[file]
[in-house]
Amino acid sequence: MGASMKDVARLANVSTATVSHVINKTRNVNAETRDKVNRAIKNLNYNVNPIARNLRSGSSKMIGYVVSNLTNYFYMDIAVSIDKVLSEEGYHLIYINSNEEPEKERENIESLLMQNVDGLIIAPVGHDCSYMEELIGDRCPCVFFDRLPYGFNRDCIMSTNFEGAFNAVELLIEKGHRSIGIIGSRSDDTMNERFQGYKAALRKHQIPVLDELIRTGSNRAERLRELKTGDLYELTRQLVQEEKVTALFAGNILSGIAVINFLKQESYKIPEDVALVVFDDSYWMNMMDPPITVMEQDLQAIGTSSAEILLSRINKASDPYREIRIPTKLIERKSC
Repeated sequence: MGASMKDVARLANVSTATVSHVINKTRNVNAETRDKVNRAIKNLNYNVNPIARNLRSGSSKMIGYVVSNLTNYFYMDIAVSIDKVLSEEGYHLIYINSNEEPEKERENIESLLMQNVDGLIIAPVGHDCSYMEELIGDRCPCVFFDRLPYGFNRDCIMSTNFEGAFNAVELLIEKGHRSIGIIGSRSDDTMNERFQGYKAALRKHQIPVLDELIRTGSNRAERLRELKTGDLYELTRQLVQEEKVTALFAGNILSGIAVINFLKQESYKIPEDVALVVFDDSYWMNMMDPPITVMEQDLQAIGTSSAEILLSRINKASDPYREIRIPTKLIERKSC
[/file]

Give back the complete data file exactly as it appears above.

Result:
[in-house]
Amino acid sequence: MGASMKDVARLANVSTATVSHVINKTRNVNAETRDKVNRAIKNLNYNVNPIARNLRSGSSKMIGYVVSNLTNYFYMDIAVSIDKVLSEEGYHLIYINSNEEPEKERENIESLLMQNVDGLIIAPVGHDCSYMEELIGDRCPCVFFDRLPYGFNRDCIMSTNFEGAFNAVELLIEKGHRSIGIIGSRSDDTMNERFQGYKAALRKHQIPVLDELIRTGSNRAERLRELKTGDLYELTRQLVQEEKVTALFAGNILSGIAVINFLKQESYKIPEDVALVVFDDSYWMNMMDPPITVMEQDLQAIGTSSAEILLSRINKASDPYREIRIPTKLIERKSC
Repeated sequence: MGASMKDVARLANVSTATVSHVINKTRNVNAETRDKVNRAIKNLNYNVNPIARNLRSGSSKMIGYVVSNLTNYFYMDIAVSIDKVLSEEGYHLIYINSNEEPEKERENIESLLMQNVDGLIIAPVGHDCSYMEELIGDRCPCVFFDRLPYGFNRDCIMSTNFEGAFNAVELLIEKGHRSIGIIGSRSDDTMNERFQGYKAALRKHQIPVLDELIRTGSNRAERLRELKTGDLYELTRQLVQEEKVTALFAGNILSGIAVINFLKQESYKIPEDVALVVFDDSYWMNMMDPPITVMEQDLQAIGTSSAEILLSRINKASDPYREIRIPTKLIERKSC